Especially if you are willing to work closely with the videographer on setups, questions, images and the like, this can be a good option. A number of wedding videographers are drawn to family history video work because it allows them to film during their relatively quiet weekdays (weddings are almost always shot on weekends).

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Most of the reputable wedding videographers who have been in business for – say 5 years – really know what they are talking about. They can shoot with multiple cameras, know everything about lighting, often have dollies and cranes, a modern editing suite, and are almost always great photo shooters, usually making great audio.

Now, you may not need all of their core talents (intimate knowledge of the time-tested wedding and reception stages, slow-panning for weddings, focus on the rack of flowers to the mother of the bride, etc.). And they be able to not having lit, recorded, and recorded a video biography interview before. Perhaps check to see if they have much in the way of oral history training and access to the institutional resources and knowledge base of a group like the Association of Personal Historians. But they’re almost certainly handsome (hey, they’re still in business in a terribly tough industry) and will not deter grandma! And like I said, they really know their equipment and can be trained well.

My best advice? Try to let the main character who owns the store do the work. And keep in mind the features and options I’ll discuss below. Also keep in mind that wedding videographers often have quite a bunch of part timers for weddings and sometimes use good people like firefighters for “second or third camera”. No respect for firefighters, but for something as important as a video biography you want the very best they’ve got (what power actually being the firefighter).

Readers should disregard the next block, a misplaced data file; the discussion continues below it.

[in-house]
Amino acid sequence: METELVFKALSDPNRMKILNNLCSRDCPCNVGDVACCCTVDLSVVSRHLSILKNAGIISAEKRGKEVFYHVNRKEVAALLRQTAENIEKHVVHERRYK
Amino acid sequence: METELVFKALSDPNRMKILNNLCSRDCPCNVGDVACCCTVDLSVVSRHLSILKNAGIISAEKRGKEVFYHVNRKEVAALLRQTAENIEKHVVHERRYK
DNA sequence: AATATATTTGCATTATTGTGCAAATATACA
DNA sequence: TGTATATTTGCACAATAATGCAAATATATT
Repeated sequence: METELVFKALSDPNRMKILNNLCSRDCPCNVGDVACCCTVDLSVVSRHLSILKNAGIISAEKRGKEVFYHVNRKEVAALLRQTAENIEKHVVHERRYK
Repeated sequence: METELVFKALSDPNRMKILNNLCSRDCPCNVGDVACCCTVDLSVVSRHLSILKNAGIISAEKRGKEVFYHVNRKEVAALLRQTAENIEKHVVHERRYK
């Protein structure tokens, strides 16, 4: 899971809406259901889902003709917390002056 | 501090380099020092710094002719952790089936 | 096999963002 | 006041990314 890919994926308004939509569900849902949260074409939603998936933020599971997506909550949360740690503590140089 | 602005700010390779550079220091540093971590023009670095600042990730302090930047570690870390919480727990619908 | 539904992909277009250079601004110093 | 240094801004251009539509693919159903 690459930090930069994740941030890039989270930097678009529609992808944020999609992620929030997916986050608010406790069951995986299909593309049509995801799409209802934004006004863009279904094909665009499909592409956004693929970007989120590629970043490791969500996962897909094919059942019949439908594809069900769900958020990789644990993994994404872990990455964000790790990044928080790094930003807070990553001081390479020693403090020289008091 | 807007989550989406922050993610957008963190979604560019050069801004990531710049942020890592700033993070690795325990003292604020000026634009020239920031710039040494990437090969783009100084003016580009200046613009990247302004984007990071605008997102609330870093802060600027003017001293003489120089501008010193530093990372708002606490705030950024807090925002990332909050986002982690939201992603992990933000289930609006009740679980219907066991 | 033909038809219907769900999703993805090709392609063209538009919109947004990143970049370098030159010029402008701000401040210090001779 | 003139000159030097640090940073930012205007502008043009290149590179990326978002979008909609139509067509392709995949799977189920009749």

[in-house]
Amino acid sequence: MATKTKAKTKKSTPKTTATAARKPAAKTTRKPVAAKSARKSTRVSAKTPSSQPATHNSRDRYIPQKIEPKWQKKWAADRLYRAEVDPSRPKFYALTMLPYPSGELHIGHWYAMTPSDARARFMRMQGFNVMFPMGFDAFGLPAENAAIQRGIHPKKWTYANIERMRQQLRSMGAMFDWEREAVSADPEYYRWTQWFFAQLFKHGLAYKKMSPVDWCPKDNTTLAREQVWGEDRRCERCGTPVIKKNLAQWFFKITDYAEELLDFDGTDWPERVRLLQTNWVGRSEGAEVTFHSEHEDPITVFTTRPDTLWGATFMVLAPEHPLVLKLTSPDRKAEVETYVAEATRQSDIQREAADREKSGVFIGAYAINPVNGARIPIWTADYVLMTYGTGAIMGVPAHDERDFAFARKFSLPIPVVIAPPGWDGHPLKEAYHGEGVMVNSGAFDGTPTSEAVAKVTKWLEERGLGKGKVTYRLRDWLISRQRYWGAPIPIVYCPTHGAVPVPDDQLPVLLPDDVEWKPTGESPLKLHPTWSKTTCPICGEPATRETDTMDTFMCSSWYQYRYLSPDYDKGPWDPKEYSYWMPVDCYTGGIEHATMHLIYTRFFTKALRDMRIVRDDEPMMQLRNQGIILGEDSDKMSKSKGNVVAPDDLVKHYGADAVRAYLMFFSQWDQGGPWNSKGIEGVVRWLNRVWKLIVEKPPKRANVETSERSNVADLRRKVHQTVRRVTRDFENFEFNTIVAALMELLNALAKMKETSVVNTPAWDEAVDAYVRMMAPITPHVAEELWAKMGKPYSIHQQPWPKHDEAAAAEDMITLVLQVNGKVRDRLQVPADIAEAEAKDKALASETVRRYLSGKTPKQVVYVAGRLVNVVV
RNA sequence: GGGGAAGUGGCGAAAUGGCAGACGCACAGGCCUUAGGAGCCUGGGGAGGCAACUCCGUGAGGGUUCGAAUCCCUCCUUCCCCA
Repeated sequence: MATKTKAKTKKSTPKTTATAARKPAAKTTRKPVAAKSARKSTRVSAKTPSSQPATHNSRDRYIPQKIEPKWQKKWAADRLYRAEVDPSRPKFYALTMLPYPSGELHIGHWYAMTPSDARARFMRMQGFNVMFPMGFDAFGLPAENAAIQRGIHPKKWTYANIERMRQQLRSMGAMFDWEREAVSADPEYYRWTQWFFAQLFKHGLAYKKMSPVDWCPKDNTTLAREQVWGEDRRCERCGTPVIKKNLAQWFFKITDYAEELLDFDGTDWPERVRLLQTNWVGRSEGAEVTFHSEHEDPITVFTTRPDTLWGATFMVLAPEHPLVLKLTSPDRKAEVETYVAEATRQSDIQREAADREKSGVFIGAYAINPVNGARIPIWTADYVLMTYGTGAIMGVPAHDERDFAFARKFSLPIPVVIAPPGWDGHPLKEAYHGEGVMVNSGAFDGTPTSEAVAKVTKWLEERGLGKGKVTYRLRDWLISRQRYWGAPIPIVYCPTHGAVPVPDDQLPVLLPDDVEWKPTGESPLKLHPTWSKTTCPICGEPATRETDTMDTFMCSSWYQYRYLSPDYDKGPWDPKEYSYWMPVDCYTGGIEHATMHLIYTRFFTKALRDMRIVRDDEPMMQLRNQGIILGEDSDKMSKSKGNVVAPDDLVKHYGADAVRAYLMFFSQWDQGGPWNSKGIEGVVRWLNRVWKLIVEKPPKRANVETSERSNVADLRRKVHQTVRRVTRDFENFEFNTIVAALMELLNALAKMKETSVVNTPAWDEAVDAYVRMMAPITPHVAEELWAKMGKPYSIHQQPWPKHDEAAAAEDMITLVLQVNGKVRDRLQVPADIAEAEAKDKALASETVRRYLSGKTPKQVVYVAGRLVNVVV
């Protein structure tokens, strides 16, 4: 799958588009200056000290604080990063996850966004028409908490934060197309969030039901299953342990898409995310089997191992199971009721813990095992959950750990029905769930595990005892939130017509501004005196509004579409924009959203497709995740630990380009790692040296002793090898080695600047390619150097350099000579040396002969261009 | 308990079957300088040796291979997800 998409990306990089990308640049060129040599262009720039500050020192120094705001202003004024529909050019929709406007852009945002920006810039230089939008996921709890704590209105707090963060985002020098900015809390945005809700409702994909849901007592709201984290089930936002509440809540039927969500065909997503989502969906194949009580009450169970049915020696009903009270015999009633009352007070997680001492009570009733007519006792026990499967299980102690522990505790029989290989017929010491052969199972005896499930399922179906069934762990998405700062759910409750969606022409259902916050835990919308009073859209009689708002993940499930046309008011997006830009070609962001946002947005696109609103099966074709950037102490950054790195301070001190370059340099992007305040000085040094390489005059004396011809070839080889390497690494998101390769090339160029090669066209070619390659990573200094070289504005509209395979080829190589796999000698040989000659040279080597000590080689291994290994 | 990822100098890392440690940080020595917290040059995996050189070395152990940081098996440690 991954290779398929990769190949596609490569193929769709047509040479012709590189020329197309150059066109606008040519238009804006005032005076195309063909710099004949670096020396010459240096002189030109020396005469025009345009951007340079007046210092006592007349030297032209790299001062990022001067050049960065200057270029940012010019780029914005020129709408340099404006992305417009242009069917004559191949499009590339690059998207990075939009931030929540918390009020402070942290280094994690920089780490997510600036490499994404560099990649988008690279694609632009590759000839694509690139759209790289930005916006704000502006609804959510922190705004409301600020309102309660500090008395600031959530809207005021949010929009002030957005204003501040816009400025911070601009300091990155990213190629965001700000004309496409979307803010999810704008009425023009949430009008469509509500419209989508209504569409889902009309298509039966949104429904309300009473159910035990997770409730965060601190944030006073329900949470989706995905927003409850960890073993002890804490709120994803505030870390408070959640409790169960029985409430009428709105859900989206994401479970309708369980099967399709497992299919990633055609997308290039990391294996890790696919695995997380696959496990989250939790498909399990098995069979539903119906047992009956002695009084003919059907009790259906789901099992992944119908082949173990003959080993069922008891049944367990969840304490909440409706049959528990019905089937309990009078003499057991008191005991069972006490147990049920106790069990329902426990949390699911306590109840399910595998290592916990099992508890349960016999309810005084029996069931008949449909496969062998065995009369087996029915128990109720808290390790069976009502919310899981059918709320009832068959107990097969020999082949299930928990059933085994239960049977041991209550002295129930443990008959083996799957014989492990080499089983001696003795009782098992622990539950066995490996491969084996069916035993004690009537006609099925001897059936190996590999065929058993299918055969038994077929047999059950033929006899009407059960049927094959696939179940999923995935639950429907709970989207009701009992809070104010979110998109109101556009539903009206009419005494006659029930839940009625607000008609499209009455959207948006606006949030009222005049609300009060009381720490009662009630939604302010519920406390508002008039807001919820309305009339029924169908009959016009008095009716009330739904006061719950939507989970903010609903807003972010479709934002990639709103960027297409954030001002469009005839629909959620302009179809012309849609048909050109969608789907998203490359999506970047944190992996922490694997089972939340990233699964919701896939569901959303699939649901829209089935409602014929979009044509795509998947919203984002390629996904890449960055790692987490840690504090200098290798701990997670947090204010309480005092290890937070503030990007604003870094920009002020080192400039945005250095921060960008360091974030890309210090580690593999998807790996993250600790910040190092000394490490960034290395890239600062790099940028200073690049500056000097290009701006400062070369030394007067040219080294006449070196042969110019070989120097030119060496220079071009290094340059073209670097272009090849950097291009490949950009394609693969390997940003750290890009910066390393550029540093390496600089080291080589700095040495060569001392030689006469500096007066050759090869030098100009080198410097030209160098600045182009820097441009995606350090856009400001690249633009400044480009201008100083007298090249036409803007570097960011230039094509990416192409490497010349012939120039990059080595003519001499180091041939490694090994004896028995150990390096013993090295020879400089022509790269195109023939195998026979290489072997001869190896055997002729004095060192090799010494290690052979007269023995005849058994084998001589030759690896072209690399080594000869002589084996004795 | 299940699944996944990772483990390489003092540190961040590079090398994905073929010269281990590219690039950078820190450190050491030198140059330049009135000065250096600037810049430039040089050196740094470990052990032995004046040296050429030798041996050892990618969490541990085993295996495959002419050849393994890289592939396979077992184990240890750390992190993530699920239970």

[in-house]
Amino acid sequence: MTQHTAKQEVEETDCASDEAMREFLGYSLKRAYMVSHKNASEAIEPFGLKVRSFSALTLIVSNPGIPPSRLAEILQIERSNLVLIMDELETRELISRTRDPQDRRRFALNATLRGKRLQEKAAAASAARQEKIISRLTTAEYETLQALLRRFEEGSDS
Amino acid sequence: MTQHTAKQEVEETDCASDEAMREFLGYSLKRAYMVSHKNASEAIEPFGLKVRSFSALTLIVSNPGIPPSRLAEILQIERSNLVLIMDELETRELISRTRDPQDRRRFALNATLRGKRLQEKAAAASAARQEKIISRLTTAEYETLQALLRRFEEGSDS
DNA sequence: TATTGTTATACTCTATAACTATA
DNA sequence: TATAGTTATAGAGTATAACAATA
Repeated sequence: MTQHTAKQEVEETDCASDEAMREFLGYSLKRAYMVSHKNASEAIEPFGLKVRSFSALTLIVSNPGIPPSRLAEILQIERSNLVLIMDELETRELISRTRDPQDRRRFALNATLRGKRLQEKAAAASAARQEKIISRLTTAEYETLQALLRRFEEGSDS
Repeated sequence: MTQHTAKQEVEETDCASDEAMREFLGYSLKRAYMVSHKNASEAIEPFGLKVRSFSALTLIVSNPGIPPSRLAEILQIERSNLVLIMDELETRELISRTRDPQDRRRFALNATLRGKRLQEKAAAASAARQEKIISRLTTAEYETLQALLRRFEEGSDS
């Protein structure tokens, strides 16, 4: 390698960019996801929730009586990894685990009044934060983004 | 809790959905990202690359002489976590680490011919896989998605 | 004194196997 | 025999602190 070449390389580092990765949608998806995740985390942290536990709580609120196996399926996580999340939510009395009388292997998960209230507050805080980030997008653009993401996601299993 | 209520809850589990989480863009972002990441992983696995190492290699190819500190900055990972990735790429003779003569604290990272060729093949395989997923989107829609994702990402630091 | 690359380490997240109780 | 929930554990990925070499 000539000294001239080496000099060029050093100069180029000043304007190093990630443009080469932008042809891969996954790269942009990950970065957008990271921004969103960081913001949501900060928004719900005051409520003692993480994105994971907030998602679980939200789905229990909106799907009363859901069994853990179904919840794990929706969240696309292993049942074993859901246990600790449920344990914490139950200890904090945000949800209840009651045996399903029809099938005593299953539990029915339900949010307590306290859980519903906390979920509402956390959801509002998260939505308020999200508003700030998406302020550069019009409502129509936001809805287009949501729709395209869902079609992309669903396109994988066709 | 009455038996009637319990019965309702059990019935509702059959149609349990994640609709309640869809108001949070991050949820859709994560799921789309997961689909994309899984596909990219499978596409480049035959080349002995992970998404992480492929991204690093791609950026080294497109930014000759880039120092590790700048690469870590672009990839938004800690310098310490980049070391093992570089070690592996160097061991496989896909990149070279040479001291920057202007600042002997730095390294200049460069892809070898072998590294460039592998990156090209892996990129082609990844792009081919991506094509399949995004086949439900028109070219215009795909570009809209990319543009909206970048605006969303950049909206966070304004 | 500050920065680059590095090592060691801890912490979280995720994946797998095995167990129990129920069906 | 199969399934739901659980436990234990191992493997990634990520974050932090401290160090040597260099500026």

You can expect around $3,000 or $4,000 for a decent wedding videographer who will film most of a day and do some solid editing, imaging, and delivery on BluRay, DVD, or hard drive (perhaps more or even less, depending on the features you want). need). And here’s the point: it will almost certainly look fabulous (an unhappy bride’s mother is an unhappy client!).

Family history videos by a video biographer

Specialized video biographers are no more expensive or less expensive than a marriage person, after all we are all professionals with cost structures and overhead and the expectation of being able to feed our children! In general, our rates for the same work should be comparable.

But where video biographers may say goodbye to wedding videographers is that they’ll likely be shooting a little more. Some of these features are:

Length of fully machined finished product: The longer the finished product, the higher the price. Editing and creating non-interview content is time consuming. Also, video biographers prefer a longer finished product – reasoning that this is an important family history!

Time spent on pre-production: The longer the time, the more you pay. Serious video biographers like to spend 10 hours or much more on pre-production: meeting with the client; meeting with the subject; talking to all the kids (to make sure we get the stories they like and remember); do basic family and ancestor research; excavate artifacts and sounds; scouting locations and the like.

The number of historical photos to be included and work on cleaning up and repairing those images. Not all videographers are formally trained in Photoshop and know how to get the best out of the footage to create a truly personal documentary (rather than simply showing a “talking head”).